Thursday, November 27, 2008

Corporate Hedging: The Down Side

There is a news story in the New York Times today about Asian airlines and the losses that they are facing because of put options that they had sold against oil prices, months ago, that are now coming due as large costs. They sold these puts to offset the costs of buying calls against oil, where were, in turn, designed to hedge against higher oil prices.

In these days of risk and uncertainty, I am sure that many companies will be on the lookout for ways to hedge against risk, and they will find plenty of entities willing to tell them how to do it or sell them products or services that provide protection. After all, every macro uncertainty from interest rates to inflation to commodity prices can be hedged using derivatives or insurance. But is this a good idea?

In my book on risk, titled "Strategic Risk Taking", I have argued that the essence of good risk managment is separating risk into three buckets:

a. Risk that should be passed through to investors, because they either want to be exposed to this risk or because they can protect themselves at a far lower cost. Included in the first group would be commodity risk to a commodity company: investors buy stock in oil companies because they want to make a bet on oil prices. An oil company that hedges against oil price risk is undercutting that bet. Included in the second group would be risk that cuts in different directions for different companies. I think it is generally a bad idea for companeis to hedge against exchange rate risk, simply because a stronger dollar helps some companies and hurts others. As an investor with stakes in both Coca Cola and Boeing, I think about exchange rate risk in my overall portfolio (which I can choose to hedge if I want to) rather than in individual companies.

b. Risk that should be avoided/ hedged: This would include risks that are not easily visible or difficult to hedge for investors in the firm, but are large enough to affect it's operations or survival. Included in here would be the risk of physical damage to property (against which you can buy insurance) and the costs of inputs into the production process. Thus, there is a rationale for an airline buying oil price futures to lock in the cost of fuel, Not that the action will not make the firm more profitable over time but may improve its operating efficiency; the airline can set ticket prices, knowing what their costs will be, and focus on improving efficiency in areas where it can make a difference.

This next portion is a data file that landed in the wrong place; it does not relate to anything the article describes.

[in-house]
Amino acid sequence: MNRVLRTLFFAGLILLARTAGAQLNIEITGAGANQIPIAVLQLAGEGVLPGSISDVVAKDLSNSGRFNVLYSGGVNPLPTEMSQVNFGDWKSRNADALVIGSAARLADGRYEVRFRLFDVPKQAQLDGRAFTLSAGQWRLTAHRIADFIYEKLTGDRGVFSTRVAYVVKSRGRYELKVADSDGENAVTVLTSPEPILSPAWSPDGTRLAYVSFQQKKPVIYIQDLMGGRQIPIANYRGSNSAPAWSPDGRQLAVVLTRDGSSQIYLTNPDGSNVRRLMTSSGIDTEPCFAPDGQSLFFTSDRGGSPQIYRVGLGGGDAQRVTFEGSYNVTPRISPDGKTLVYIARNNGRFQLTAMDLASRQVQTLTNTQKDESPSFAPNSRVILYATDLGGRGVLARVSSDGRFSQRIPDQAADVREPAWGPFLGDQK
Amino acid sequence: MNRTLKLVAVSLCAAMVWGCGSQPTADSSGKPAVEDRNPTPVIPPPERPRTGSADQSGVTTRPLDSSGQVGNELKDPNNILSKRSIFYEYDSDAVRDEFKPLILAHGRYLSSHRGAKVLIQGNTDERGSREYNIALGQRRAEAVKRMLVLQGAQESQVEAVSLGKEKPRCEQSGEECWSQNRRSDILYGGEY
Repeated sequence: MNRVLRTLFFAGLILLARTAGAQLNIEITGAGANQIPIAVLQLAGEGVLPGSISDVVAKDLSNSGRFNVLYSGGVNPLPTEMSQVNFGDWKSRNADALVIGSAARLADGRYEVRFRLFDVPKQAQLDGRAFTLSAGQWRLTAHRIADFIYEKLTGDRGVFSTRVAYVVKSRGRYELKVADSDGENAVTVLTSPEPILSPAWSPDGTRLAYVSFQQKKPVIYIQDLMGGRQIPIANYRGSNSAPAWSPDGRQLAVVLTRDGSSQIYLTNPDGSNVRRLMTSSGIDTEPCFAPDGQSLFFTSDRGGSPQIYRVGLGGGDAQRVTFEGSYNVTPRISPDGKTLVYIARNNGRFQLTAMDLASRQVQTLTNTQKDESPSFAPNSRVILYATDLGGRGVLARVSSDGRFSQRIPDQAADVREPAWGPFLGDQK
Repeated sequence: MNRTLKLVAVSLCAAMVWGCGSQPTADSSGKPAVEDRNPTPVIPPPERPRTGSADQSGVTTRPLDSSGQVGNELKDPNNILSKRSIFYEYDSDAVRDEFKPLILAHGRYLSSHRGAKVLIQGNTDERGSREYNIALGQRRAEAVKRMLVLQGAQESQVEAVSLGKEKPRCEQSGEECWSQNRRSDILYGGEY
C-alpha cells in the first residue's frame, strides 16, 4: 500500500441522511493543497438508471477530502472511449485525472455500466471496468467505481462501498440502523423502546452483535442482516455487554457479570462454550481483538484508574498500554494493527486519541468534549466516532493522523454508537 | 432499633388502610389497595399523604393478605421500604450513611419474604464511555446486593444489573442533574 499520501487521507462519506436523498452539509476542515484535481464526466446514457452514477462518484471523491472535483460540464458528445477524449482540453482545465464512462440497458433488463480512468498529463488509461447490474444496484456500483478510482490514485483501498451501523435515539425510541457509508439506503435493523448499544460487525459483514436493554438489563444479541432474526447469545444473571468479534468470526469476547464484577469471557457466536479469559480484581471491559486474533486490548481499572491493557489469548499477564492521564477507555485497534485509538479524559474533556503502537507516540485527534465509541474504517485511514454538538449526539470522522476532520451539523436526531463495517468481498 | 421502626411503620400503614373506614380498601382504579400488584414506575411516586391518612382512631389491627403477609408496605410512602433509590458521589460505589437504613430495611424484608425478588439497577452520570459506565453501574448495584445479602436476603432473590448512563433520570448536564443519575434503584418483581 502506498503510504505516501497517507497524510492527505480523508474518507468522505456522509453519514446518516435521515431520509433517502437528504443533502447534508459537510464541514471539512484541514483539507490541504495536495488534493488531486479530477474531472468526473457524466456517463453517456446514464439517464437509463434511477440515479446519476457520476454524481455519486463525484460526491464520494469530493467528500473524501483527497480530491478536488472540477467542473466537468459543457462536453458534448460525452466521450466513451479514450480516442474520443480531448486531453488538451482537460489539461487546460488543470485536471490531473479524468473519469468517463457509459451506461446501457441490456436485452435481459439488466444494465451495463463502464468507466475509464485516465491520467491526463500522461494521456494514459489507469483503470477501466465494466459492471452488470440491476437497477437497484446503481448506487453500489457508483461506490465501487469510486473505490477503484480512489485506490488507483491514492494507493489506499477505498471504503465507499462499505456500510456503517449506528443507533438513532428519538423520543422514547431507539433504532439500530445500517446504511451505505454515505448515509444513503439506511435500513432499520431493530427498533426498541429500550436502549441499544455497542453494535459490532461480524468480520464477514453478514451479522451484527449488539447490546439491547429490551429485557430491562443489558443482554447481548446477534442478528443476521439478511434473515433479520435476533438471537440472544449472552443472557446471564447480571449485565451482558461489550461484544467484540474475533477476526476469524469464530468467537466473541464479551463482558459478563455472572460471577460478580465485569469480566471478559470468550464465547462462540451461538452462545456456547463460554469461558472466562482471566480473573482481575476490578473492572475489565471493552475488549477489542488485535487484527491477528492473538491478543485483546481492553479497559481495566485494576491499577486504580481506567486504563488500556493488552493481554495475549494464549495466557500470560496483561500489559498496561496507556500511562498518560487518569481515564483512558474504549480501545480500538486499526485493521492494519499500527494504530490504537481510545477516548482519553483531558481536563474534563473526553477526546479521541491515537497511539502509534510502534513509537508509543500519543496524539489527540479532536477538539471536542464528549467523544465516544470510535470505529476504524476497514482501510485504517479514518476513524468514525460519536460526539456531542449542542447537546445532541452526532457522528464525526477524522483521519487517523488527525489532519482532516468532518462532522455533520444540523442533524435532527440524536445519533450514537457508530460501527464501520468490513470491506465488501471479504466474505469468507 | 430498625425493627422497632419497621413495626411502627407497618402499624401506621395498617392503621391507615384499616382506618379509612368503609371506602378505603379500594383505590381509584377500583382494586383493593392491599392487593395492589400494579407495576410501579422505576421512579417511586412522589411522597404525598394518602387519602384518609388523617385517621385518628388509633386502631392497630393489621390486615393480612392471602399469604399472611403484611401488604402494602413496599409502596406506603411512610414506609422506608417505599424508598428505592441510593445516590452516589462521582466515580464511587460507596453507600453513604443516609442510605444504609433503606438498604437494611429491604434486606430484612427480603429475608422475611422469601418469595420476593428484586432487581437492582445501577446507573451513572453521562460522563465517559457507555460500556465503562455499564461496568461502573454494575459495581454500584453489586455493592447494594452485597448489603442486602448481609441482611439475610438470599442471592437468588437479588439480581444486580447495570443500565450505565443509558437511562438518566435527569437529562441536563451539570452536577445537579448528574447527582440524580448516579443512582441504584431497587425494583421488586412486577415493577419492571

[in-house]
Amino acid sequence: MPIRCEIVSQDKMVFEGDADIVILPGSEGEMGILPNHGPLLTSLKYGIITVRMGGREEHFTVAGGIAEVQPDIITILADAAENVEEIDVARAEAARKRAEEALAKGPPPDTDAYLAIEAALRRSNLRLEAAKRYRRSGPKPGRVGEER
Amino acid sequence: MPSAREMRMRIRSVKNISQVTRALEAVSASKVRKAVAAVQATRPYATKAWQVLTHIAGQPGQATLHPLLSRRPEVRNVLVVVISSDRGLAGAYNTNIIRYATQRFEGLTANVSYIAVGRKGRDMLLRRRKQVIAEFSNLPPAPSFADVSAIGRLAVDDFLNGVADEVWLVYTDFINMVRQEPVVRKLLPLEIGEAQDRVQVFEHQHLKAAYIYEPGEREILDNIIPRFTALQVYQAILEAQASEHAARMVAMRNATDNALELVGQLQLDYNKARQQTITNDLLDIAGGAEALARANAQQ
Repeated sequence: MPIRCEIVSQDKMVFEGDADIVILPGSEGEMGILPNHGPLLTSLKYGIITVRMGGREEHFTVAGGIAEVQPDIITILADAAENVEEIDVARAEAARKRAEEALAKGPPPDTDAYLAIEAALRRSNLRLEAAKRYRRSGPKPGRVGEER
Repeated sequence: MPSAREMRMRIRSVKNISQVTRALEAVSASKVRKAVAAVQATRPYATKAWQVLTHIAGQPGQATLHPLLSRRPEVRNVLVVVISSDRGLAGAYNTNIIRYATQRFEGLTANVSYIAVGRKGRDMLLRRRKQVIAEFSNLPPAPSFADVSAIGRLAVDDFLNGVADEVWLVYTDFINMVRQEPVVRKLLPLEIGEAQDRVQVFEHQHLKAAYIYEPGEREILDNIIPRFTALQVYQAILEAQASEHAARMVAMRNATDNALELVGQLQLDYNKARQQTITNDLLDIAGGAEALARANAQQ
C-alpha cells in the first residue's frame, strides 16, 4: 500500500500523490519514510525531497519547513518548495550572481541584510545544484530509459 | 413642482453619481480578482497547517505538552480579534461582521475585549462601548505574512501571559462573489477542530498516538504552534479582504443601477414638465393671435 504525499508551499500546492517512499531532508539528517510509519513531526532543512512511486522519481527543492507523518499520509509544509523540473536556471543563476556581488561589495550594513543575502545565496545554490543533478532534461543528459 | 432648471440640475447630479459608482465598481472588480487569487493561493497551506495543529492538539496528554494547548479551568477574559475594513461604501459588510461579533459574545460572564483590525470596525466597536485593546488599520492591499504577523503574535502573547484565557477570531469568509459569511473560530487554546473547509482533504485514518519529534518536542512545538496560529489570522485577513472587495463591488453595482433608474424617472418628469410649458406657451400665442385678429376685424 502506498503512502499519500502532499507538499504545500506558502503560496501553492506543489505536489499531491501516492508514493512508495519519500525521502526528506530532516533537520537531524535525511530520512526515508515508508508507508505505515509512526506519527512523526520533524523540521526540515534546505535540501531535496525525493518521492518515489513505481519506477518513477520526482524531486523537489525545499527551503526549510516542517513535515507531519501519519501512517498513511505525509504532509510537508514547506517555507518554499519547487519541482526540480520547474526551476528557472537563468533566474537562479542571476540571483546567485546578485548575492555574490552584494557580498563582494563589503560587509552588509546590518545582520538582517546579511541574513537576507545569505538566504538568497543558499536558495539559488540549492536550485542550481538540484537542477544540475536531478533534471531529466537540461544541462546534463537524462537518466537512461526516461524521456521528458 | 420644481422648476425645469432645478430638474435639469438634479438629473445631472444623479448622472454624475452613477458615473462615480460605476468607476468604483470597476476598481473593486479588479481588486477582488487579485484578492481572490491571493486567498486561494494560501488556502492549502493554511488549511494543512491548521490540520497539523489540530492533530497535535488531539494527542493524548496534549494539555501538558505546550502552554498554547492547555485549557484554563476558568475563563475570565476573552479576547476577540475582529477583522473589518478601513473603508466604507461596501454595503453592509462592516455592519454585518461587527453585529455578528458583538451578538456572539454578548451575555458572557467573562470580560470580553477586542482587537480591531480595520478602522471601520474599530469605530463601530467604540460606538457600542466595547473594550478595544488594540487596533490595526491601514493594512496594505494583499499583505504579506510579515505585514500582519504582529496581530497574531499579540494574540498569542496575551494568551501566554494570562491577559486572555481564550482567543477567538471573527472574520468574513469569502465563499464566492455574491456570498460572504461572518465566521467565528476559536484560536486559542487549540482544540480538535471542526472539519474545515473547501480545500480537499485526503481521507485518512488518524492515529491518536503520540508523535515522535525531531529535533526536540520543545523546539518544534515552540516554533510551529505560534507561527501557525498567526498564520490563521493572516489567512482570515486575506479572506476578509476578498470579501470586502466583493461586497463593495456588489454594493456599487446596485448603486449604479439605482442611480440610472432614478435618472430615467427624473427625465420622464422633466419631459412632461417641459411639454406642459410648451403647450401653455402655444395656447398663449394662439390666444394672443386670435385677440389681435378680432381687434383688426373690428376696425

c. Risk that should be sought out and exploited: Firms become successful by seeking out and exploiting risks and not be avoiding them. However, they have to find those risks on which they have a competitive advantage to do this. This is where corporate strategy meets corporate finance/ risk management. The edge could be technology, brand name or information...

Since this post has become way too long, I will leave you with questions about risk hedging/taking in general that you can try answering with this framework (if that is how you want to waste your day):
  1. Southwest has always hedged against oil price risk, using futures contracts. Is what they are doing make sense?
  2. In the last two years, other airlines that have never hedged against oil price risk decided to start because oil prices had gone up so much. Is what they are doing make sense?
  3. A publicly traded soccer team buys insurance against it's leading player getting injured. Does that make sense?
  4. As the Brazilian Real increased in value against the US dollar, Aracruz decided to make a bet of tens of millions on the continued strengthening of the Real. Good idea, bad idea?
  5. A trader at an investment bank decides to bet, with proprietary capital, that interest rates in the US will rise over the next year. Makes sense?
  6. Barrick Resources, a gold mining company, decides to sell futures contracts to lock in the price of golf for the next five years. What do you think?

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